Road safety takes a licking as lollipop attendants forced to put signs away

School crossing supervisor Judy Bray on call to stop traffic for students.
School crossing supervisor Judy Bray on call to stop traffic for students.

MELBOURNE children on their way to school may be forced to cross dangerous roads without the help of a lollipop attendant because of VicRoads funding changes.

A reduction of five students using a crossing could result in it no longer being eligible for a crossing supervisor, it has been revealed.

VicRoads has confirmed some councils ''may not be funded for all existing school crossing supervisors'' but said other councils would receive more funding in the coming financial year. Frankston Council is one council on the losing end.

Last year, 67 of its crossings were funded by VicRoads and this year it applied to increase that number to 74.

The council said it has been told only 61 crossings will be funded - a reduction of about $30,000.

''If we don't get anywhere with VicRoads and they don't do the right thing, then we'll most likely have to face paying out redundancies,'' Frankston mayor Sandra Mayer said.

''Of all the areas to make cuts, children's safety being involved is just unacceptable,'' Cr Mayer said.

A spokeswoman for Roads Minister Terry Mulder would not answer questions on the funding model for level crossing attendants but said ''there is no reduction in funding to this program.''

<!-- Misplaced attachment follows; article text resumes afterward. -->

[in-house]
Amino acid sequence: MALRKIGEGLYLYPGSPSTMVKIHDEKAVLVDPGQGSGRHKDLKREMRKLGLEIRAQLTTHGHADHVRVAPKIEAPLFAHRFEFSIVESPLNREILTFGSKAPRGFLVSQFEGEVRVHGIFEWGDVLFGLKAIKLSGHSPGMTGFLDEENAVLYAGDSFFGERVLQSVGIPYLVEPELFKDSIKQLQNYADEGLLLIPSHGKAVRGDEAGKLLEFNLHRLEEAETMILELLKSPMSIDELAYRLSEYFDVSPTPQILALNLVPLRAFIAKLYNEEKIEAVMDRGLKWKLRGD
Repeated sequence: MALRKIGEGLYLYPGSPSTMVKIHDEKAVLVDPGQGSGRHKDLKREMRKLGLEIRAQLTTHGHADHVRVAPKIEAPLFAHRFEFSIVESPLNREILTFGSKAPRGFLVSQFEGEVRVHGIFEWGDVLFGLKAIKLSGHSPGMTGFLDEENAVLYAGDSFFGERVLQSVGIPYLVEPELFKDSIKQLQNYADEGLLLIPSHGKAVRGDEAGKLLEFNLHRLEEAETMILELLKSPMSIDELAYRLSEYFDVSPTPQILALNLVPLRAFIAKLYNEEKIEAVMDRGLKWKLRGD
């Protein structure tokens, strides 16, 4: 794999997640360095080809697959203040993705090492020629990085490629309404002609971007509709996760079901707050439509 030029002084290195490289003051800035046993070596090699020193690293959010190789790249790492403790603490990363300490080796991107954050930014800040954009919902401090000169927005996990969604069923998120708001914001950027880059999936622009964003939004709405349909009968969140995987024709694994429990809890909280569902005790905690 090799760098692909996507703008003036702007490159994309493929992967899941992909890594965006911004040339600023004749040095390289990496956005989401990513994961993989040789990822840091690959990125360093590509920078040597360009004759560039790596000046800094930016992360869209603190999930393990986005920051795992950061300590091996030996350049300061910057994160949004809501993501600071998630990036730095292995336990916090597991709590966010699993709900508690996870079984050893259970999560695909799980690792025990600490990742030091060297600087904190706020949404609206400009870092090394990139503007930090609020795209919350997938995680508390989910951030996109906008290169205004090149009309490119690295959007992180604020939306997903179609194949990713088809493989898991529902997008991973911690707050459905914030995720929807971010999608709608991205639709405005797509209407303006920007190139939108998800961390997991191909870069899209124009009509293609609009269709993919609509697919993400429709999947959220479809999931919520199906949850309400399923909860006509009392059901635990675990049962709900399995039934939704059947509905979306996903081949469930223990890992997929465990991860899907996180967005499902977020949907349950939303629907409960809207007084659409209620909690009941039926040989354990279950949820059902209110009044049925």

Cr Mayer said she was appalled ''that the safety of hundreds of children could come down to such petty number crunching'', and cited examples where the affected schools had not met VicRoads' minimum pedestrian or traffic count by five pedestrians or less.

She said that the cuts would affect the community as a whole, and were ''contrary to everything we're doing to improve our community''.

''Less crossings means less kids will be walking to school, which means more traffic on the roads as parents drive them instead,'' she said.

Langwarrin Park Primary School principal Ray Flanagan said the idea of having students crossing the road at an unmanned crossing was very concerning. ''We're located at the busiest thoroughfare on Cranbourne Road and Josephine Street, and a huge number of students cross here,'' he said.

Mr Flanagan said that although in dire circumstances, teachers were able to supervise the crossing, it is officially the role of council representatives.

''My staff are not trained in this, and it puts teachers in a difficult situation if a child becomes injured,'' he said.

In January, schools received a letter from Frankston Council that said: ''As you may be aware, school crossings in Victoria are partially subsidised by the state government.

''Council has been informed that at this stage, 13 school crossings will not be subsidised by VicRoads in the forthcoming financial year.''

And it may not just be schools in Frankston that are affected.

VicRoads director of road safety strategy Julian Lyngcoln confirmed some crossings may not be funded in other councils.

''Although some councils may not be funded for all existing school crossing supervisors, other municipalities will receive increased funding,'' he said.

''Overall, across Victoria as a whole, there will be an increase in the amount of school crossing supervisors funded by VicRoads for the 2013-14 period.''

Frankston MP Geoff Shaw's office referred Fairfax to the office of the Minister for Transport and Roads.

This story Road safety takes a licking as lollipop attendants forced to put signs away first appeared on The Age.